Friday, September 14, 2012

Mrs. P's Journey is wearing me down

Phyllis Gross's life just gets worse and worse. It is like reading mis know, misery lit...tales of family dysfunction, madness, alcoholism, mental, physical, and emotional abuse.

I find myself so irritated at the way the parents treated their children and each other. The fact that Phyllis turns out to be a spirited, artistic entrepreneur astounds me. She paints. She writes. She begins her own map publishing company. And yet she spent three to five weeks in Paris sleeping under a bridge because her parents couldn't be bothered to care for her. She marries a man, a mediocre artist, who is almost twenty years older than she is and who is jealous of her talent. That marriage lasts for eight years. And Phyllis - now Mrs. Pearsall - leaves her husband one morning while they are visiting Venice. Not a word of goodbye. Nothing like the many angry, tearful and dramatic goodbyes that she witnessed between her parents growing up.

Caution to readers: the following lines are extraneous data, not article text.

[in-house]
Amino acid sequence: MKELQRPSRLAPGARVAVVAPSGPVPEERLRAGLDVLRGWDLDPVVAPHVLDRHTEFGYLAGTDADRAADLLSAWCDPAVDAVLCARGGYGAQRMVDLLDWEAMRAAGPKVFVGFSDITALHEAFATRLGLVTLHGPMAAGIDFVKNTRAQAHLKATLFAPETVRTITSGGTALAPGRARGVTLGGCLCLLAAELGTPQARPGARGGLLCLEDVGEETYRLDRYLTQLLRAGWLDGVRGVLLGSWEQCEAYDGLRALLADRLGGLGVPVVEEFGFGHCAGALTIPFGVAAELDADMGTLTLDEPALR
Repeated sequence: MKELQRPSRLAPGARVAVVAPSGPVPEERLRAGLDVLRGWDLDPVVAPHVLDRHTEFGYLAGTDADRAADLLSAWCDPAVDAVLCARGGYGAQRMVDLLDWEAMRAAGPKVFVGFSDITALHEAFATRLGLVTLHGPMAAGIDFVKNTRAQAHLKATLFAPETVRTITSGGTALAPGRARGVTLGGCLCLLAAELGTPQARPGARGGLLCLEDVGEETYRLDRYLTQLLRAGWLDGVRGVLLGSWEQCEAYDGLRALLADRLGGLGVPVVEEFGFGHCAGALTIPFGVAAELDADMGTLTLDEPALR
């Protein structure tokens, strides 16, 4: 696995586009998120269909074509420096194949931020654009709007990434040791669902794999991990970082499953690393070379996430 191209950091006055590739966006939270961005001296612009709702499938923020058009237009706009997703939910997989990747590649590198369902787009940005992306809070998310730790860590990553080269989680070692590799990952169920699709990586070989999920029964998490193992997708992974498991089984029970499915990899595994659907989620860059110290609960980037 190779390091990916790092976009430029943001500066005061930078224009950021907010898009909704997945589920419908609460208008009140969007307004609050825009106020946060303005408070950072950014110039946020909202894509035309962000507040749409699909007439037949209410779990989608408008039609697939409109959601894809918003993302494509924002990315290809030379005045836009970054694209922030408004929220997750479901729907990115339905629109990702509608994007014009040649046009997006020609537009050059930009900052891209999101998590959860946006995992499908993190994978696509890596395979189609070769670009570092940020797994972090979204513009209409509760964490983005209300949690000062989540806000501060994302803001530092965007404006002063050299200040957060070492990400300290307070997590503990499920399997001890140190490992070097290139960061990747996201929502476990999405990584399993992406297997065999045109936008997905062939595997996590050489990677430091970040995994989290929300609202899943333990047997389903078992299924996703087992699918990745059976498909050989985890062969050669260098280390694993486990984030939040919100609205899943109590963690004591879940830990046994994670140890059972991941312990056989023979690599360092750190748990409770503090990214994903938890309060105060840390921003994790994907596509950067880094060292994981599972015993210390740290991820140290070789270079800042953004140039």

Her leaving only opens her up to be ensnared by her mother's madness and incarceration in Bedlam, London's infamous mental hospital. There her mother, married to an alcholic American portrait painter, is subjected to tranquilizers, shock treatments, and solitary confinement.

Why does the abused, abandoned, and ignored Phyllis continue to return to her abusers for comfort? She is independent and was living and working on her own in France by the time she was 14. Continually deserted and then pulled back into her parents' chaos by a single telegram or plea for assistance.

I just keep thinking "If only her crazy parents would die, maybe she could get on with mapping the streets of London."

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